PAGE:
chat icon
Corentin Scavée

Corentin Scavée

11 Mar 2017
Share on Linkedin Share on Facebook Share on Twitter Share on Twitter

Unlike trees, markets go up to heaven

When financial markets reach historical highs, it is human to think twice before investing, or even considering selling everything to take a profit. Our poorly wired brain persuades us that it will not go higher and that a drop is more than likely. Our intuitions are, however, misleading.

Unlike trees, markets go up to heaven

A poorly wired brain

Our brain does not always comprehend statistics very well. Imagine you are playing heads or tails. You start by doing 10 tails in a row. Such a series is so rare that you would be tempted to bet on heads for the next flip. Yet, for your 11th toss, there is still only a 50% chance of falling on heads; statistically previous results do not affect the probabilities of the next toss.

Financial markets respond to the same statistical principle. Although counter-intuitive, the fact that prices have climbed over a prolonged period does not in any way prevent them to continue climbing. From an empirical point of view, the historical performance of the world's oldest index, the Dow Jones Industrial, seems to confirm the theory. Here is what we observe.

A not-so-rare top

We tend to consider reaching a historically high level as a rare event, which materializes only once every decade. Yet, over the past 117 years, the Dow Jones index closed at its highest level every 7 months, 15% of the time. Historical tops are thus relatively frequent financial events.

And it keeps going up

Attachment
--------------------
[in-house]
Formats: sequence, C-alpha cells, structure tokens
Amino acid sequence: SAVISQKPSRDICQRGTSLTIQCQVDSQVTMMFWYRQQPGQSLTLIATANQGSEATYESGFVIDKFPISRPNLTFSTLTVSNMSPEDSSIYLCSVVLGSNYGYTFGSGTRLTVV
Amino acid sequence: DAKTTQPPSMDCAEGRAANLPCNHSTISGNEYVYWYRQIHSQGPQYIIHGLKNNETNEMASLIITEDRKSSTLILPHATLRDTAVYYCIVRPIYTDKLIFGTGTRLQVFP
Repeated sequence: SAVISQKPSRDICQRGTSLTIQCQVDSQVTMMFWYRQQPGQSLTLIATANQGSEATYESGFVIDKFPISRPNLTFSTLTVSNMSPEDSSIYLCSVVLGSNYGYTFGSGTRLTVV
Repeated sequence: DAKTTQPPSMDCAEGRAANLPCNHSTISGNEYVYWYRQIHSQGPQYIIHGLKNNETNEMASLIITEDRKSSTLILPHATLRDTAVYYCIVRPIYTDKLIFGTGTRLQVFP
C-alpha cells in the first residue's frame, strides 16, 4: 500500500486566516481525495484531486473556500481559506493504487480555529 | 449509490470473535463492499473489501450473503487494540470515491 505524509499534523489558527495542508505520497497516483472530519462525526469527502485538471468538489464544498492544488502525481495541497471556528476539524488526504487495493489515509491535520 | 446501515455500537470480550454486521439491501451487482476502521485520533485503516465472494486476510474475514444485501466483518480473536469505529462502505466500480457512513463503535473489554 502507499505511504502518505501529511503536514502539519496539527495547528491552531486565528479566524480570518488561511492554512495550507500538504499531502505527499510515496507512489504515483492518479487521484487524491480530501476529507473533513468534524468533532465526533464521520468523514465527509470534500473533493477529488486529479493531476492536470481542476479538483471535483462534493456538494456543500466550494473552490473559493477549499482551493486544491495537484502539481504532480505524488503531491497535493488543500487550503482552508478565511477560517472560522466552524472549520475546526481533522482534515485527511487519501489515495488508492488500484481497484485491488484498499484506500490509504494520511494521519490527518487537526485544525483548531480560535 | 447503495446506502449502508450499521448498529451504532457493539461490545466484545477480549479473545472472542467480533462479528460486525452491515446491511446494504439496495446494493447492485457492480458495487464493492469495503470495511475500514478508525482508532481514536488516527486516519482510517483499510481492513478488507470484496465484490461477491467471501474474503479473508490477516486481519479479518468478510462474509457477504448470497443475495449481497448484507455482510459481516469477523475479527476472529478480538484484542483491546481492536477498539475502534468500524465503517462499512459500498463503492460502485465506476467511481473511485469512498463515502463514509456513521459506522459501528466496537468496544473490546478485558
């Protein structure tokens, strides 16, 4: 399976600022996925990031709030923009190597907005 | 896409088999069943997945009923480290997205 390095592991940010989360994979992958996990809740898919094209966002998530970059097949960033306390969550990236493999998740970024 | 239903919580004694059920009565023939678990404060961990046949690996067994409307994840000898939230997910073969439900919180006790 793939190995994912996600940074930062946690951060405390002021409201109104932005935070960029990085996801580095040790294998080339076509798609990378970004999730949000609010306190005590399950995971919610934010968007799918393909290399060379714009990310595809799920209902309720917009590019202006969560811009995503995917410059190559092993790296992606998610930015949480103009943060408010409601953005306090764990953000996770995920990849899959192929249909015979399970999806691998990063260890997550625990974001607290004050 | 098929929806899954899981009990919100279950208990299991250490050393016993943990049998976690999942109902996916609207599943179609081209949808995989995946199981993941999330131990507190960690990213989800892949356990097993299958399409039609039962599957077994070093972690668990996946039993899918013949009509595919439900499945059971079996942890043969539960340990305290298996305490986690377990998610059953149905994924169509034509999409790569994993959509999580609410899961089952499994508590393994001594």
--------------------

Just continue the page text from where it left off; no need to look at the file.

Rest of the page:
In 68% of the cases, after reaching historic levels, the Dow Jones continued to climb to a higher level a year later. The investor daring to invest at each historical level would have yielded an average return of 7.5% per year. In a way, a top constitutes a market opportunity for the investor who manages to control his emotions and cognitive bias.

A very relative top

A top is defined as the highest part of a set. This notion applied to financial markets therefore presupposes the existence of a glass ceiling that could not be broken. Yet this perception, close to the notion of a mountain chain, is erroneous. Driven by population growth, inflation and increased productivity, financial markets, unlike trees, are meant to go up to heaven over the long term.

Share on Linkedin Share on Facebook Share on Twitter Share on Twitter

This article was written when easyvest was authorized and regulated by the FSMA as an agent in banking and investment services. Today, easyvest is a brand of EASYVEST NV/SA, authorized and regulated by the Belgian Financial Services and Markets Authority, with company number BE0631.809.696, as a portfolio management company and as a broker in insurances, with its registered office in Rue Gachard 59, 1050 Brussels, Belgium. Copyright 2022 EASYVEST NV/SA.

Easyvest is a brand of EASYVEST NV/SA, authorized and regulated by the Belgian Authority for Financial Services and Markets, with company number 0631.809.696, as a portfolio management company and as a broker in insurances, with registered office at Rue Gachard 59, 1050 Brussels, Belgium. Copyright 2022 EASYVEST NV/SA. Past performance is no guarantee of future results. Any historical returns, expected returns, or probability projections may not reflect actual future performance. All securities involve risk and may result in loss.